Virginia Catholic bishops have taken a good first step against Democrat gubernatorial candidate Terry McAuliffe's "anti-Catholic" agenda, says David Deavel, editor of Logos: A Journal of Catholic Thought and Culture.
Deavel, who is co-director of the Terrence J. Murphy Institute for Catholic Thought, Law, and Public Policy, made his comments in a column posted by the Association of Mature American Citizens.
"He is not running away from his radical abortion support, his opposition to religious liberty, his support for what appear to be religious tests for public office that would exclude believing Catholics, nor his connections to current Virginia governor Ralph Northam, whose radicalism on abortion may surpass his own," he said.
"Though many laity had been rumbling about the self-described 'strong Catholic' and more than a few priests had begun to speak out from the pulpit about what a possible second term for McAuliffe portends for Catholic work and witness in the Commonwealth of Virginia, there had been no word from the bishops. Until now."
He cited a report in The Washington Free Beacon that the "Virginia Catholic Conference, which represents the two bishops in Virgina on public policy matters, has spoken out against McAuliffe’s plan ‘to repeal Virginia’s conscience clause, which allows religious charities to place children into foster homes and for adoption to families that share the organization’s moral convictions.’"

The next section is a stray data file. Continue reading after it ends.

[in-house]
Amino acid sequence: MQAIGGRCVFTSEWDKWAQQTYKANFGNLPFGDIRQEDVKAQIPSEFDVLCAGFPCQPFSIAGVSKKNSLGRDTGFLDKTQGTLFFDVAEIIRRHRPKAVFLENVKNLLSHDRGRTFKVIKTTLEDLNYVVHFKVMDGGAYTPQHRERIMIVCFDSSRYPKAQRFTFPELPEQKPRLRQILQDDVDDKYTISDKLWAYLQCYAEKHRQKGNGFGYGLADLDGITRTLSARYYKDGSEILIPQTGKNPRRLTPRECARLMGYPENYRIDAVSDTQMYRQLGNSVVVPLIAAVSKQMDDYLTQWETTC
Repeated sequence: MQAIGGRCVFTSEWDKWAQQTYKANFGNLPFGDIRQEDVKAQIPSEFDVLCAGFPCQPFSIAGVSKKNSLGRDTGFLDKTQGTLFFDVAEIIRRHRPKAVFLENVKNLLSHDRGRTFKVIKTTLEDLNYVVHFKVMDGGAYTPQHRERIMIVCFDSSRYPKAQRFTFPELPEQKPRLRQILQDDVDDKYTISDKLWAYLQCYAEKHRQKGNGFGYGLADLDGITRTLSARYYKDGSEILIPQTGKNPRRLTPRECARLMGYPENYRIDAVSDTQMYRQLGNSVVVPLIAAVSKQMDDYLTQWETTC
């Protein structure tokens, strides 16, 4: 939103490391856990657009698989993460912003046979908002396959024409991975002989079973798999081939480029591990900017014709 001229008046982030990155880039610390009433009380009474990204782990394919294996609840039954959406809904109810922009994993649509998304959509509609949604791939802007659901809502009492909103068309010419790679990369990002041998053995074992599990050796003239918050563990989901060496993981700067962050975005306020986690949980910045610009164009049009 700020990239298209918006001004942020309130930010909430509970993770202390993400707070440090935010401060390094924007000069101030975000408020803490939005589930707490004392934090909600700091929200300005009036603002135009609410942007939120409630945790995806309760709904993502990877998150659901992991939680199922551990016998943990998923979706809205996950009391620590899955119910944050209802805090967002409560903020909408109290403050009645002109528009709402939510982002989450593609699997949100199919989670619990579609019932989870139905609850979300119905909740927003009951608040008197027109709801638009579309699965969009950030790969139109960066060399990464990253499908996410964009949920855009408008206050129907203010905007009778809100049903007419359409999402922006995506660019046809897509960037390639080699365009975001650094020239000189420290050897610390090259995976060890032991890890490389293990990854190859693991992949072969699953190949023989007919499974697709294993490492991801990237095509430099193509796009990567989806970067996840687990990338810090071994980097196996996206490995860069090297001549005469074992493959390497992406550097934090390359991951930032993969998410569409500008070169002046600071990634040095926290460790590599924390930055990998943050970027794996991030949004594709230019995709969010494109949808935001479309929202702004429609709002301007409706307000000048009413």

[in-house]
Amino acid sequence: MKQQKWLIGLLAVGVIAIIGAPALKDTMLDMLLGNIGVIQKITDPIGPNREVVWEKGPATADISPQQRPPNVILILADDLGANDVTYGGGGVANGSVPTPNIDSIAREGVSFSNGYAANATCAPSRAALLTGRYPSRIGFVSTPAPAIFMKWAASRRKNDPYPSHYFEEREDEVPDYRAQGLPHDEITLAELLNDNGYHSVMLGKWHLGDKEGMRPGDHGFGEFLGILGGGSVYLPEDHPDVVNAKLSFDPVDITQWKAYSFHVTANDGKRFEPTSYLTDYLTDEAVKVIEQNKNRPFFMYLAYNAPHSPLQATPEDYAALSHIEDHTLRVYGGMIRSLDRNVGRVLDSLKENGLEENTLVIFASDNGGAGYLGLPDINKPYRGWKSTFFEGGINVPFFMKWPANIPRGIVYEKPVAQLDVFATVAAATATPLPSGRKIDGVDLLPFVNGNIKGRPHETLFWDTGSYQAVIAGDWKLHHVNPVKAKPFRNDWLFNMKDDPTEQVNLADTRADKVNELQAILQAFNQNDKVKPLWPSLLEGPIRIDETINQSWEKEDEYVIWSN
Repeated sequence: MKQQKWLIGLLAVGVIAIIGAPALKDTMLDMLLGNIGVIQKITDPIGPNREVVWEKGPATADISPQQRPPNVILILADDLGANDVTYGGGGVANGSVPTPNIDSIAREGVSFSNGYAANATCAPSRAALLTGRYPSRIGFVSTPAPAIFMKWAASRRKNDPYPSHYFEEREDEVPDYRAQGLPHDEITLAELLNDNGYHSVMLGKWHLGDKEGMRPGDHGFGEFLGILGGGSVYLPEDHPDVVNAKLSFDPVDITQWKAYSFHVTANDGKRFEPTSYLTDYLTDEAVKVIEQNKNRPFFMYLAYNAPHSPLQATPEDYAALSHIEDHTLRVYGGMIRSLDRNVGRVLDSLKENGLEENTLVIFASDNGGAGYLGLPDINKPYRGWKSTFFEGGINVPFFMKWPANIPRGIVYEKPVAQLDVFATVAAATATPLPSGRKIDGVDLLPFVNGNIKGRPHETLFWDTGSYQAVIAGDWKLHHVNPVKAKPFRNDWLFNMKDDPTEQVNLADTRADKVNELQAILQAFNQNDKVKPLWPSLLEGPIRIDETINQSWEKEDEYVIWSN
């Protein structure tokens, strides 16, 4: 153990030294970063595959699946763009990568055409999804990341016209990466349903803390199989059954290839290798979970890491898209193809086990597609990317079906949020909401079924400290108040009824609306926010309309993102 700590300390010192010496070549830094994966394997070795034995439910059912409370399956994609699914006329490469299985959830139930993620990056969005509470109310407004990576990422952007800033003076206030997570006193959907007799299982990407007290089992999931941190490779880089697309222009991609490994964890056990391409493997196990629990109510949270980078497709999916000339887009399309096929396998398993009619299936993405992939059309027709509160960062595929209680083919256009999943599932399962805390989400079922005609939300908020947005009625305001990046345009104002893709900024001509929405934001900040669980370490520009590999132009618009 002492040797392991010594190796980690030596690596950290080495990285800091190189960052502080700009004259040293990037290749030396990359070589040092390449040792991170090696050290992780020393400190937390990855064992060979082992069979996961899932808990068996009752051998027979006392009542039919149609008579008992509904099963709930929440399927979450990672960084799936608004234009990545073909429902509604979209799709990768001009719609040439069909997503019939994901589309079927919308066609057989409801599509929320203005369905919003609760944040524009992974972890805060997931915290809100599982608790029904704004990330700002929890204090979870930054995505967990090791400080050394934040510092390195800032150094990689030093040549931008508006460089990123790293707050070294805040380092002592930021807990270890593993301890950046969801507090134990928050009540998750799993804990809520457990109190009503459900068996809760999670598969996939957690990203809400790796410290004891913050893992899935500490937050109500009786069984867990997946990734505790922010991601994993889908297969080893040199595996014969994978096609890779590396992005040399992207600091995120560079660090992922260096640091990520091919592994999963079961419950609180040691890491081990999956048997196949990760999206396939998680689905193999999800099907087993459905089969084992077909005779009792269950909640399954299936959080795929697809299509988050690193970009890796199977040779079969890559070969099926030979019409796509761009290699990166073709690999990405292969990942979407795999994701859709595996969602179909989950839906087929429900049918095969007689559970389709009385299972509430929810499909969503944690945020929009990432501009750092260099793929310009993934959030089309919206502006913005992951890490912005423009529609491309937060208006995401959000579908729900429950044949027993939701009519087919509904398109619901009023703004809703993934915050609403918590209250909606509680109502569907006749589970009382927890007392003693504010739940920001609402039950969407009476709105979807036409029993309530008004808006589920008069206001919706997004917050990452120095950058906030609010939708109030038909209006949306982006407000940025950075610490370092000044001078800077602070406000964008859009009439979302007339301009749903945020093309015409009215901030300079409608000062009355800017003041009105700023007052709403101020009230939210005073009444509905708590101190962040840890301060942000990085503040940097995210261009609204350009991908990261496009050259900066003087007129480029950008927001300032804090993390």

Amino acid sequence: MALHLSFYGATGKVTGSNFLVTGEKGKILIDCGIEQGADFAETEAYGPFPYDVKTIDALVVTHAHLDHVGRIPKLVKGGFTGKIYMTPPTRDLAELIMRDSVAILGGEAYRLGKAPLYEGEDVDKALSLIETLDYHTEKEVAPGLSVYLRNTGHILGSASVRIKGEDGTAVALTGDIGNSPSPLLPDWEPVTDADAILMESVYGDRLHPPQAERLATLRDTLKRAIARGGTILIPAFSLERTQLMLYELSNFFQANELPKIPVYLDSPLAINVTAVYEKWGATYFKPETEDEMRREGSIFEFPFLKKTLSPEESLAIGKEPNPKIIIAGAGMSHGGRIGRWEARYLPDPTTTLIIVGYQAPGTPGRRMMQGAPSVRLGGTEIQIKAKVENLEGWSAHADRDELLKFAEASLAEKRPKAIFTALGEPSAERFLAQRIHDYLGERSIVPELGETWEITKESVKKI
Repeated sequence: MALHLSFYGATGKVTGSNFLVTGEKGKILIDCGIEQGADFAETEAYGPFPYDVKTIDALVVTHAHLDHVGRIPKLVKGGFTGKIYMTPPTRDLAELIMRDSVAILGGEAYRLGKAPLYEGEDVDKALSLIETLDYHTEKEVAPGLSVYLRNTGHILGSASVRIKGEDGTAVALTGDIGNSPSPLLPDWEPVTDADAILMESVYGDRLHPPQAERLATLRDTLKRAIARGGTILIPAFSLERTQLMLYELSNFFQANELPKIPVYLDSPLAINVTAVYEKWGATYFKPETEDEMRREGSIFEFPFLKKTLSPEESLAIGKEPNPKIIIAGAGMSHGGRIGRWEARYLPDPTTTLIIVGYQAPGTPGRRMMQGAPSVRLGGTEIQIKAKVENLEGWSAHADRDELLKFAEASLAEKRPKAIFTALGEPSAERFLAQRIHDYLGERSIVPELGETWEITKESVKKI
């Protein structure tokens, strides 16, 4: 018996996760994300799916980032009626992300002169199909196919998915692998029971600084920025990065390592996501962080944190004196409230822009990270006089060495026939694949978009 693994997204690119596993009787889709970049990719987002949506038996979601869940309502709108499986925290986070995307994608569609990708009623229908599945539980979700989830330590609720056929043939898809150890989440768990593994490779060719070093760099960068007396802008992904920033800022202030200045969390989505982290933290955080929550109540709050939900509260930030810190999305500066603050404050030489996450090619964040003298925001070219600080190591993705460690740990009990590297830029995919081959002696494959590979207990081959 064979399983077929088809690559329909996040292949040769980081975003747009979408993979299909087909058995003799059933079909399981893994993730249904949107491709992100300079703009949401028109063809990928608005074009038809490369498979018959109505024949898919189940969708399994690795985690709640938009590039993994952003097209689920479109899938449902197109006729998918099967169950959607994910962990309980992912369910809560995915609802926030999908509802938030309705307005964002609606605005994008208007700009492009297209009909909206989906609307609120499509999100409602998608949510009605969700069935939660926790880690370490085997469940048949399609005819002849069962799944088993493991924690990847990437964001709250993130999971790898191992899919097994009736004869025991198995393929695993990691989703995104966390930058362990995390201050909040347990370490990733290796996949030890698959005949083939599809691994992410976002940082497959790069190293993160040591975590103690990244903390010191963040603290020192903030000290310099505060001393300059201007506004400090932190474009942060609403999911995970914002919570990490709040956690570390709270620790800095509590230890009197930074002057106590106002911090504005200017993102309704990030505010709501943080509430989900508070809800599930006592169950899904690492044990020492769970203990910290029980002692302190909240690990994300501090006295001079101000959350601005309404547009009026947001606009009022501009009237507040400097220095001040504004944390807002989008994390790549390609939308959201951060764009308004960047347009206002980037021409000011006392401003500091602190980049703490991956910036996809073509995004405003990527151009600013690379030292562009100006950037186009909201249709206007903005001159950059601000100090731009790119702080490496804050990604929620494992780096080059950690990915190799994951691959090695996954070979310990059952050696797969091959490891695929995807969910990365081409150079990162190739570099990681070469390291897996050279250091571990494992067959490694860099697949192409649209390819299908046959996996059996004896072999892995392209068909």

Deavel said the Catholic Conference maintains that the 2004 law protects religious liberty and allows the expansion of adoption in the Virgina.
"It’s a good first step for the bishops, but McAuliffe has not backed down from his false claims," he said.
And Deavel noted that on McAuliffe’s campaign website, the candidate "tells supporters that his repeal of the conscience clause 'will open up foster care and adoption to LGBTQ+ people'—as if there were no agencies that did such things—and he brags about his own officiating at a same-sex marriage and his making 'Pride Month' an official holiday and creating an LGBT+ tourism committee for the state."
Deavel added: "Perhaps another outside group will have the courage and the skills to challenge McAuliffe who claims to be a "strong Catholic" but whose own positions might better be described as anti-Catholic."
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